Support the troops
A few weeks ago a woman stopped me on the sidewalk in front of the News & Review offices and handed me one of those yellow “Support Our Troops” magnets. It was still in its package. “Check out where it’s made,” she suggested. Sure enough, right there on the plastic wrap, just below the words “MAGNETIC RIBBON” were the smaller words “Made in China.” We had a good laugh about it, and I thanked her for the magnet. But later I got to thinking: What message are we sending to our fellow commuters when we stick these things on our cars and trucks? (OK, I went online and found a site that offered American-made “Support Our Troops” magnets. But the site pointed out that “Support Our Troops” magnets—and their many variations—purchased at Wal-Mart are made in China. Surely, with Wal-Mart’s corner on the market of cheap merchandise sold in this country, the great majority of patriotic magnets we see are indeed manufactured in China.) Now then, if people in China are making magnets that say “Support Our Troops” and we are putting them on our cars, doesn’t that mean we are supporting the Chinese Red Army? Nothing wrong with that, though I suppose it makes the folks in Taiwan, Tibet and Hong Kong a bit uneasy. Supporting troops, no matter who or where they are, is a noble gesture because they are the men and women forced to deal with the trouble caused by their leaders’ really bad decisions.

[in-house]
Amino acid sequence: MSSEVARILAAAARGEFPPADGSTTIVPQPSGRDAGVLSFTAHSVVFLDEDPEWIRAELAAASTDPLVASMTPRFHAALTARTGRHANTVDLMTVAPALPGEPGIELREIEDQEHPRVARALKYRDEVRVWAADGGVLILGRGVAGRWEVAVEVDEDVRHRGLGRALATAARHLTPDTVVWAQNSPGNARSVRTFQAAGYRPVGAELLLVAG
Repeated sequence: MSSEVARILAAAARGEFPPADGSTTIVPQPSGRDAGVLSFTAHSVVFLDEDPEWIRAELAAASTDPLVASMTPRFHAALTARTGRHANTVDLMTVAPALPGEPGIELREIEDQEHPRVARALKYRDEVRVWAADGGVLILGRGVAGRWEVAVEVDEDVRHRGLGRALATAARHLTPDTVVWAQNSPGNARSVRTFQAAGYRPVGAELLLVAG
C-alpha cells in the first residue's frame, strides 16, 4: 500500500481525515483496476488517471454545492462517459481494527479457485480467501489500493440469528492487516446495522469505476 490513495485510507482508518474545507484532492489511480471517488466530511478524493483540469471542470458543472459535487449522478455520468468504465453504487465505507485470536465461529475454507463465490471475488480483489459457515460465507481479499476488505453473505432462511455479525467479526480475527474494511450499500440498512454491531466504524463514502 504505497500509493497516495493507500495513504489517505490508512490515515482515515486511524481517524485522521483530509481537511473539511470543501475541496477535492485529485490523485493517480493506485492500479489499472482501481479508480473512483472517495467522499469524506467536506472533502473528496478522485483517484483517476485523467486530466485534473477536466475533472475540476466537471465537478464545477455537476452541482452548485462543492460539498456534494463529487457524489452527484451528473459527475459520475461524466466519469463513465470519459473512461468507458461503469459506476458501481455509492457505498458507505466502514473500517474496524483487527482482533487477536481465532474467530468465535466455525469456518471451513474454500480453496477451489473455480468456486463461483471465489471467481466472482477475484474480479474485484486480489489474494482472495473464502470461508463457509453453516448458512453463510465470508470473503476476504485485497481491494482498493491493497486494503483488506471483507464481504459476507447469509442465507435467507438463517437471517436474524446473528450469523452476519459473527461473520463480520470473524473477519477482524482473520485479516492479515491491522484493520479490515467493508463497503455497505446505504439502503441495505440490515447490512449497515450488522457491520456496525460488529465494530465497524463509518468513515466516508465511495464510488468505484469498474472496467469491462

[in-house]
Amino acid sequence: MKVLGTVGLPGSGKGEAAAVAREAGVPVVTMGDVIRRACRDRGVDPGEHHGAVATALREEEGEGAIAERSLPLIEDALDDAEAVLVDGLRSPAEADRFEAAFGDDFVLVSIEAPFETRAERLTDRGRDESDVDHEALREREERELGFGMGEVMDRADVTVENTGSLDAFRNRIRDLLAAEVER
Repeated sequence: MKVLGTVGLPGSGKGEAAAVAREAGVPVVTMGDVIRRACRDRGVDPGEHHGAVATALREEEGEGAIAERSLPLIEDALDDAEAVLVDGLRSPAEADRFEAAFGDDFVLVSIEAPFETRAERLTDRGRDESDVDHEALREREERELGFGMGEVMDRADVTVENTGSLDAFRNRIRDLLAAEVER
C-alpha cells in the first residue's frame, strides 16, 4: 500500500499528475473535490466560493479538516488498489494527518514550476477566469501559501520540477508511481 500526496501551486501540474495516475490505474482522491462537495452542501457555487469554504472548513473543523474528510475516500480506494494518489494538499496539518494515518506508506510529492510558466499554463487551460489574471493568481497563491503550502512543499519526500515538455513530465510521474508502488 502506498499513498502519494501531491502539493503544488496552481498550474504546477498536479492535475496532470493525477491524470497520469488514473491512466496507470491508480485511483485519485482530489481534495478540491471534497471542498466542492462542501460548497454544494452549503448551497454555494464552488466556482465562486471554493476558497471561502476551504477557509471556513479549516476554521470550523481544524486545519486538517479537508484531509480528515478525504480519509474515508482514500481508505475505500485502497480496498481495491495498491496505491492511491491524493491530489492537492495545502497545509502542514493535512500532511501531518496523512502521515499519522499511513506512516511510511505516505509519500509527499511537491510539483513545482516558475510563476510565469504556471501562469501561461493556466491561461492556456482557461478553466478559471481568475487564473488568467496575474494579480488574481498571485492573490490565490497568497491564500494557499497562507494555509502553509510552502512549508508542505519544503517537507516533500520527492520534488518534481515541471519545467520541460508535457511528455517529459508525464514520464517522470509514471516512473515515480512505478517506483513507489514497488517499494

It looks like Eric Hart is negotiating to purchase the El Rey Theater. A few years ago Hart purchased the Senator Theater from UA. At first we heard Eric’s brother Michael was looking to buy the El Rey. That could have worked out well for the town. I picture these guys getting into some sort of sibling rivalry over who can build the best downtown theater and we, the people of Chico, finding ourselves in the envious position of children whose wealthy divorced parents try to outdo each other at birthdays and holidays. We’d get two outlandishly appointed theaters. Instead we’re getting office space and a parking lot.
Some readers found it ironic that we would choose to start running cigarette ads in our health issue. I guess I did, too, when I learned of it. I don’t see the vast majority of ads that run in our paper before it goes to print. And sometimes I’m very surprised come Thursday. I wouldn’t have seen this one anyway because it was an insert, one of those annoying flyers that call attention to themselves by falling out of the papers when you pick them up off the rack. Pretty soon those flyers are dotting the landscape, blowing down sidewalks and collecting in gutters. This ad, by the way, not only advertises cigarettes, it also tells how to get a free carton! This would have been a big deal back when the socialists who started this paper were running it. Hell, it wasn’t that many years ago (four) that we held a vote to see if we should run an ad by a major tobacco company and risk angering our readers or not run it and lose out on money to help cover payroll. That ad, which didn’t actually show anyone smoking a cigarette—it was a sunset photo of a hut on a sandy beach or something like that—was approved, and we subsequently received a lot of angry letters (and a lot of money). This time around, we’ve received only one letter of protest—so far—shaming us and asking that we not publish the letter but at least consider how we had sold out. In our defense, I must point out that this ad wasn’t from one of the big Carolina or Virginia tobacco companies; it was from American Spirit, which is based in Santa Fe, N.M., and boasts that it’s cigarettes are “additive free.” Completely natural, the ad says. Hell, they’re good for you! For all I know, you’re allowed to smoke these cigarettes while on the treadmill at your local health club. Gotta pay the bills somehow.